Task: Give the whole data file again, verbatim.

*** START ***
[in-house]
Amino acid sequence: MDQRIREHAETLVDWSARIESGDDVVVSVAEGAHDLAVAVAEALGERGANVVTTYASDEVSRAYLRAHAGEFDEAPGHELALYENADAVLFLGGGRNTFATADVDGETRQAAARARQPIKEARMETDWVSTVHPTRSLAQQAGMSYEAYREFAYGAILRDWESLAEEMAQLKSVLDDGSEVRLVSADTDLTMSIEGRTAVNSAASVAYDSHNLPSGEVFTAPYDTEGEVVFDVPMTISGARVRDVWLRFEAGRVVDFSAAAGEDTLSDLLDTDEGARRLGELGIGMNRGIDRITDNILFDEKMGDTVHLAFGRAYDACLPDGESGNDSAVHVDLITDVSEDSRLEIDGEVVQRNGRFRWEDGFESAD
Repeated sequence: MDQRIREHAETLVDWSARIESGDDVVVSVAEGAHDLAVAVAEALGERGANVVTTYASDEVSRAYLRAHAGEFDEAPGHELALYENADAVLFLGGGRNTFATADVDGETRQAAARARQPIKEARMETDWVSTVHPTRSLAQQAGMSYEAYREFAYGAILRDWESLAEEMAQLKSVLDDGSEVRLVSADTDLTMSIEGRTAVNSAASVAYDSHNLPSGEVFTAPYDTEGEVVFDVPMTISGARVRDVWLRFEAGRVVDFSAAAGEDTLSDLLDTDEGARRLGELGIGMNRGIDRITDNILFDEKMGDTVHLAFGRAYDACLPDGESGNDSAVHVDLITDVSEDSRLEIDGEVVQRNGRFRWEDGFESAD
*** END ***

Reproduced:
[in-house]
Amino acid sequence: MDQRIREHAETLVDWSARIESGDDVVVSVAEGAHDLAVAVAEALGERGANVVTTYASDEVSRAYLRAHAGEFDEAPGHELALYENADAVLFLGGGRNTFATADVDGETRQAAARARQPIKEARMETDWVSTVHPTRSLAQQAGMSYEAYREFAYGAILRDWESLAEEMAQLKSVLDDGSEVRLVSADTDLTMSIEGRTAVNSAASVAYDSHNLPSGEVFTAPYDTEGEVVFDVPMTISGARVRDVWLRFEAGRVVDFSAAAGEDTLSDLLDTDEGARRLGELGIGMNRGIDRITDNILFDEKMGDTVHLAFGRAYDACLPDGESGNDSAVHVDLITDVSEDSRLEIDGEVVQRNGRFRWEDGFESAD
Repeated sequence: MDQRIREHAETLVDWSARIESGDDVVVSVAEGAHDLAVAVAEALGERGANVVTTYASDEVSRAYLRAHAGEFDEAPGHELALYENADAVLFLGGGRNTFATADVDGETRQAAARARQPIKEARMETDWVSTVHPTRSLAQQAGMSYEAYREFAYGAILRDWESLAEEMAQLKSVLDDGSEVRLVSADTDLTMSIEGRTAVNSAASVAYDSHNLPSGEVFTAPYDTEGEVVFDVPMTISGARVRDVWLRFEAGRVVDFSAAAGEDTLSDLLDTDEGARRLGELGIGMNRGIDRITDNILFDEKMGDTVHLAFGRAYDACLPDGESGNDSAVHVDLITDVSEDSRLEIDGEVVQRNGRFRWEDGFESAD